Publishing for a Living, Part 2b: The process
In December 2010, I decided to follow my dream of being a writer. I knew nothing about how to publish, or about the industry itself. All I had was the ability to write, a dream, and the feeling that I wasn’t happy with where my life currently was. Then, in January 2014, I self-published my first novel.
I now know how common publishing terms are defined, the general process of traditional publishing, the general process of self publishing, and what expectations are reasonable. So, for anyone else who is trying to become an author, I decided to share. Consider this a short guide for beginners: If you've no idea what the self publishing process looks like, welcome to Publishing for a Living 102. It's a constantly changing world, so much as I'd love to say this will always be accurate... well, it's more or less accurate now.
Part 2b, The Publishing Process (for self publishing fiction while following the best practices):
Step 1: Write a manuscript. Finish it.
Step 2: Edit for plot, voice, pace, and other non-typographical problems.
Step 3: Edit again.
Step 4: Ask someone to help you edit again (a beta reader). Make the edits that were suggested. Or at least most of them.
Step 5: Edit again.
Steps 6-13: Repeat steps 2-5 as often as needed. Then go back, fix your math, and edit again.
Step 14: Fix all grammar and typographical errors that you can find. This will save you money and help in finding a willing professional for Step 16.
Step 15: Research for a good editor. The better what you have now, the better price you can get, and/or the more willing others will be to trade services with you. DO NOT SKIP THIS STEP. Also, don't expect it to be cheap. Do your research and find someone who comes well recommended who is a professional who has worked with your genre. Figure out what you'll have to pay, and what services, exactly, are included in your edit.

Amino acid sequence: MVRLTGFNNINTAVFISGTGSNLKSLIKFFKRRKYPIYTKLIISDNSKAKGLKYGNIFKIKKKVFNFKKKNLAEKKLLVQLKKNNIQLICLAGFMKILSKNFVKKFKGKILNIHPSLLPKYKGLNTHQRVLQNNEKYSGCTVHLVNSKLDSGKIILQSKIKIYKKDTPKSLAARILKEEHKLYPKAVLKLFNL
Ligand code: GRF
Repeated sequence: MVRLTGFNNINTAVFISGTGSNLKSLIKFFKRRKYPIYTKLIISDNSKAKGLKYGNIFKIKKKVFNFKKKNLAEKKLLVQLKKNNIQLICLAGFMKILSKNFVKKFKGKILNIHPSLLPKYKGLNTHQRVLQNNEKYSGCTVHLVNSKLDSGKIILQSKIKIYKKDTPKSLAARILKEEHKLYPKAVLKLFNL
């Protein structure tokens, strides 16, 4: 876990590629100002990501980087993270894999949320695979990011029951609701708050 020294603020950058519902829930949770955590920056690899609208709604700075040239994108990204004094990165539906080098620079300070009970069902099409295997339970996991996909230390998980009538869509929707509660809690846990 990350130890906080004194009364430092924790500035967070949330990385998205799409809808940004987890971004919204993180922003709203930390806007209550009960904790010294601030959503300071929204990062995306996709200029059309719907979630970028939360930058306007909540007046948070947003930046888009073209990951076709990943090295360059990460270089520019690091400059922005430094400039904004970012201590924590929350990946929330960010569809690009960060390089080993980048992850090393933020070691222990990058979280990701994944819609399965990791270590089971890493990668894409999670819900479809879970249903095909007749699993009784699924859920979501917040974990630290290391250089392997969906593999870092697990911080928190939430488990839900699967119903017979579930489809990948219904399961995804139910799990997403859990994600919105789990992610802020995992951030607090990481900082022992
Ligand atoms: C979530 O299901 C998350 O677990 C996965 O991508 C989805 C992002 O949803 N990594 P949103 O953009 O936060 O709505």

Step 16: Hire (or arrange a trade of equivalent services with) a professional editor.
Step 17: Start writing manuscript #2.
Step 19: Begin building your platform if you haven't already. (Note: This is probably the latest you should wait.) Build a website. Start connecting to readers on Twitter, Pinterest, FB, blogs, and every other social media you're willing to invest time in. This process should be about making contacts, not about blatantly marketing yourself.
Step 20: Send your manuscript back for another round of edits. Revise again.
Step 21: Create a good blurb. Create several. Get feedback, get proofing. Decide which is best for marketing.
Step 22: Research good cover designers. Look at their current work and see if the current covers are professional quality.
Step 23: Hire a cover designer (or arrange for an equitable trade of services). Again, this is not cheap. $250 is generally considered a good rate, although there is a wide range of prices. Include cover sizes for the major retailers (Smashwords, Amazon, Kobo, etc) and for print cover.
Step 24: If you think your manuscript is publishable at this point, determine a date for publication. Recommended is 3-6 months from this time period. Release your cover.
Step 25: Convert your file to be compatible with all major formats, e-book and print. (The Smashwords guide is a great place to start for e-editions).
Step 26: Upload files to e-retailers. Select the appropriate release date. Add good blurbs. Decide if you want to go with the auto-ISBNs, or purchase your own. Select your price point.
Step 27: Register your copyright with the US government. Don't hire someone else to do this for you. It costs $35. Total.
Step 28: Continue building your social media platform, updating your website, and doing various pre-publication marketing you want.
Step 29: You're published!
Step 30: The road doesn't stop now. Keep marketing, keep publishing, keep track of your sales, learn how to interpret sales figures, play with your blurbs, figure out what the best new practices are...
Congratulations, you’re published!
(Step 31: Hopefully manuscript #2 is now ready to begin the publishing process. One-hit wonders are rare. You probably won't make profit off your first book in your first year... though there are exceptions.)
Optional steps: Join writing groups, enter contests, take writing classes, attend conferences, write a career plan, bribe friends and family into putting up with your rants, decide traditional publishing is easier and go that route, take up belly-dancing, form support groups, join a critique group, join a blog group, create an anthology with writers of similar books, print bookmarksSuggested steps to not take: Start Twitter-spamming with ads, be rude to anyone, take up streaking with the name of your manuscript painted over your body, sacrifice a goat on the alter of a made-up book god, condescend to readers or other authors, refuse to revise, lock yourself in a tower and make your family feed you by a system of complicated pulleys, publish before revising, publish without editing, tell everyone they're doing publishing wrong because they're taking another path, expect to be an instant millionaire, spend more than you can afford, hire a vanity publisher...